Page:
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Great Northern Classics is UK’s newest classic motoring hub


The former Rolls-Royce Heritage Centre in Osmaston, Derby is being transformed into a new automotive hub for the Midlands called Great Northern Classics (GNC).

Work on the vast 80,000sq ft Victorian-era building began around ten weeks ago, and it’s estimated that the site will open its doors to the public in August 2023. Once the £3.5 million renovation project is completed, GNC will bring around 120 skilled jobs to the area. Leading the project is founder Shaun Matthews, alongside directors Mike Copestake, Derek Latham and Rob Jones.

Construction has begun at the historic 4.2-acre site

A new mezzanine that will offer visitors a space for events, a café and gallery viewing is one of the site’s main draws. The glazed mezzanine overlooks almost 30 configurable letting units that will be occupied by automotive companies and craftspeople, the first two of which are already confirmed. 

“The whole point is that visitors can see, hear and smell what’s going on in the workshops,” explained Shaun Matthews. “We’re trying to create somewhere for the next generation of specialists and enthusiasts.”

Artist’s rendering of the view from the café situated on GNC’s huge mezzanine

Complementing the workshop facilities are a vast area for secure dehumidified vehicle storage, a private conference suite and an outdoor area tailored for car-club meetings and motoring events. 

Shaun’s inspiration for GNC came from his own engineering background as an apprentice for electrical goods manufacturer EKCO Cole, before becoming the co-owner of Deb Group, the company behind Swarfega.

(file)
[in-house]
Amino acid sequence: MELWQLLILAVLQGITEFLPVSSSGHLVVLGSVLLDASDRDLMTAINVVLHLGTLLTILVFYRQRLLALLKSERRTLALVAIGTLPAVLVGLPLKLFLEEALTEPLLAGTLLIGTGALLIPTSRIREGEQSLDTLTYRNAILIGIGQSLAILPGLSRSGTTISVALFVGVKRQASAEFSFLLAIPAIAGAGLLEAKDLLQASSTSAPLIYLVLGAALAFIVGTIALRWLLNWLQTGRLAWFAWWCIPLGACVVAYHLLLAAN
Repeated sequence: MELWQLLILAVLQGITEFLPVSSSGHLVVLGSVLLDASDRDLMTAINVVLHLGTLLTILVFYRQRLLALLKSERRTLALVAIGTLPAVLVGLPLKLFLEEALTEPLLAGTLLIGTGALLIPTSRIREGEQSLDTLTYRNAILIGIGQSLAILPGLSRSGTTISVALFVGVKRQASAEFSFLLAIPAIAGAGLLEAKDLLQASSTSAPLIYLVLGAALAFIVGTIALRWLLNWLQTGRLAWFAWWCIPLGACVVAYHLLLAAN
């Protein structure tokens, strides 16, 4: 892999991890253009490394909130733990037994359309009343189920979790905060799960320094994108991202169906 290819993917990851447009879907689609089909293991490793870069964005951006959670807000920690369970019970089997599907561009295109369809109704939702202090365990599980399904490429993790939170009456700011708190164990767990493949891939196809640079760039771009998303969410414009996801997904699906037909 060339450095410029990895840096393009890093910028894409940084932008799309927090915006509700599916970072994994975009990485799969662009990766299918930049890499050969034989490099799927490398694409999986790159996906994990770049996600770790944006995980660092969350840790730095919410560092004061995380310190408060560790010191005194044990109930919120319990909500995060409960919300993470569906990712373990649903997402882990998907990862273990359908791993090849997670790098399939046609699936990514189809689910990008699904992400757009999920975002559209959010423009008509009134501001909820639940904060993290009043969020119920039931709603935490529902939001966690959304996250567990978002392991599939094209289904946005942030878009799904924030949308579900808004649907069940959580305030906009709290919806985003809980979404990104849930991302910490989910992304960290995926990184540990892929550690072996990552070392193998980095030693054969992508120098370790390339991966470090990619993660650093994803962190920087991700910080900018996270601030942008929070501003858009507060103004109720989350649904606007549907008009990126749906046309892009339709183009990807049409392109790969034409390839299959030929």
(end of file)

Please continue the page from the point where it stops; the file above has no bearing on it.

Construction of the mezzanine and units underway

“Late in my career, I noticed that whenever I wanted to hire someone skilled, they were always around five years younger than me; the UK has been experiencing a skills deficit since the 1980s,” Shaun explained. 

Shaun’s assertion is backed up by the UK’s Federation of Small Businesses, which found that 80 percent of small firms were finding it difficult to find applicants with the appropriate skills in 2022. 

Artist’s rendering of the completed mezzanine

“What makes the problem worse is that traditional skills will be lost as people get older and don’t pass them on to the next generation. I wanted to do something about that, and create something that offers apprenticeships in all aspects of restoration.”

GNC will offer approximately ten dedicated places for aspiring apprentices by securing a £1.25m loan from the Turning Point investment group to the Derby Enterprise Growth Fund. Trainee positions made available by GNC tenants will supplement this with an on-site apprenticeship school binding it together. 

The 4.2-acre Victoria Ironworks site on Osmaston Road was originally an iron foundry built by Eastwood, Swingler and Co in the 1850s. The foundry was used to manufacture beams for the Sydney Harbour Bridge, the Singapore market hall, railways in Japan, Sweden and St Petersburg, and hundreds of bridges in India.

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